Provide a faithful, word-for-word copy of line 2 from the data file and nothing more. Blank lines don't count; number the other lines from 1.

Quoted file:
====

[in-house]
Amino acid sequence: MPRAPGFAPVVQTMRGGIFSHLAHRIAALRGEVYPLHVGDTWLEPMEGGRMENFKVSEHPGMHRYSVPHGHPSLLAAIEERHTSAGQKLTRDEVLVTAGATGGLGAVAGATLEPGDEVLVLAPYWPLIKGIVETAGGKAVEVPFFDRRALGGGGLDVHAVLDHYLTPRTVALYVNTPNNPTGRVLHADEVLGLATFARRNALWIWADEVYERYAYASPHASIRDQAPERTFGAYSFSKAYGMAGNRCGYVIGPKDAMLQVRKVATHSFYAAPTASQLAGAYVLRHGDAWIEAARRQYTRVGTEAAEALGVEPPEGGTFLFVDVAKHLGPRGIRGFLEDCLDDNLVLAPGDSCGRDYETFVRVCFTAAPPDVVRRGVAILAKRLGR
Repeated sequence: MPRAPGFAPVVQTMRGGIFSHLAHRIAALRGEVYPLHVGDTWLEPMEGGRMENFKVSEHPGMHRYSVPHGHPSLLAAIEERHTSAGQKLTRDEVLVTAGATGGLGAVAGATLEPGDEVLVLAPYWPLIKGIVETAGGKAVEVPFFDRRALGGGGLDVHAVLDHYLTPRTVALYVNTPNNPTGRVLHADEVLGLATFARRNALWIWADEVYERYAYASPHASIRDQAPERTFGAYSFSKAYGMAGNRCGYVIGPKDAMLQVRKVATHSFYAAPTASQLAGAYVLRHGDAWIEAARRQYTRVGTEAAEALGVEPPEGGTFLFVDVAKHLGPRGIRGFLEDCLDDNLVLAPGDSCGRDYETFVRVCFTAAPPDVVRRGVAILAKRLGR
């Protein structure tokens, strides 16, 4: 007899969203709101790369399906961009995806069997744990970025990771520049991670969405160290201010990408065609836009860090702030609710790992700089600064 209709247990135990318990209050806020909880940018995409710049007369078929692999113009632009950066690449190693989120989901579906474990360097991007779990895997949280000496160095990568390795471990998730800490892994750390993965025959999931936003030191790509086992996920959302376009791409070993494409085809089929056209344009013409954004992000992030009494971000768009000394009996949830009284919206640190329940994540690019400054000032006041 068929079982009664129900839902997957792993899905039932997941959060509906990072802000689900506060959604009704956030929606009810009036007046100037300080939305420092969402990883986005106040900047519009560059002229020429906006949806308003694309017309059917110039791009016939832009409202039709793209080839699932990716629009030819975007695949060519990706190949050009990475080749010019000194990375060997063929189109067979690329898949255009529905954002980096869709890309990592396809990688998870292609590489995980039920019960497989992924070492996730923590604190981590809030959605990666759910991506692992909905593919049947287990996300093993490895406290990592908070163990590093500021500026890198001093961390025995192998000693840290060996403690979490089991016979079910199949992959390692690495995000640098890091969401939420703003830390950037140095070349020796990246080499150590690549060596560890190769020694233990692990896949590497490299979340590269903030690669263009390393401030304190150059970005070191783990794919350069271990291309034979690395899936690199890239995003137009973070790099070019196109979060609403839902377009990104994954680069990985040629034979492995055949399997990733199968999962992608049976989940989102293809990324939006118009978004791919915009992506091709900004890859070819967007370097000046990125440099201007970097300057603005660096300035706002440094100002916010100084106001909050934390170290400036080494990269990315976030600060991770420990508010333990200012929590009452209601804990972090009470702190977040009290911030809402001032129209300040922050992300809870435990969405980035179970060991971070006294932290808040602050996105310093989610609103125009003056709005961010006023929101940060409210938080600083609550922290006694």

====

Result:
Amino acid sequence: MPRAPGFAPVVQTMRGGIFSHLAHRIAALRGEVYPLHVGDTWLEPMEGGRMENFKVSEHPGMHRYSVPHGHPSLLAAIEERHTSAGQKLTRDEVLVTAGATGGLGAVAGATLEPGDEVLVLAPYWPLIKGIVETAGGKAVEVPFFDRRALGGGGLDVHAVLDHYLTPRTVALYVNTPNNPTGRVLHADEVLGLATFARRNALWIWADEVYERYAYASPHASIRDQAPERTFGAYSFSKAYGMAGNRCGYVIGPKDAMLQVRKVATHSFYAAPTASQLAGAYVLRHGDAWIEAARRQYTRVGTEAAEALGVEPPEGGTFLFVDVAKHLGPRGIRGFLEDCLDDNLVLAPGDSCGRDYETFVRVCFTAAPPDVVRRGVAILAKRLGR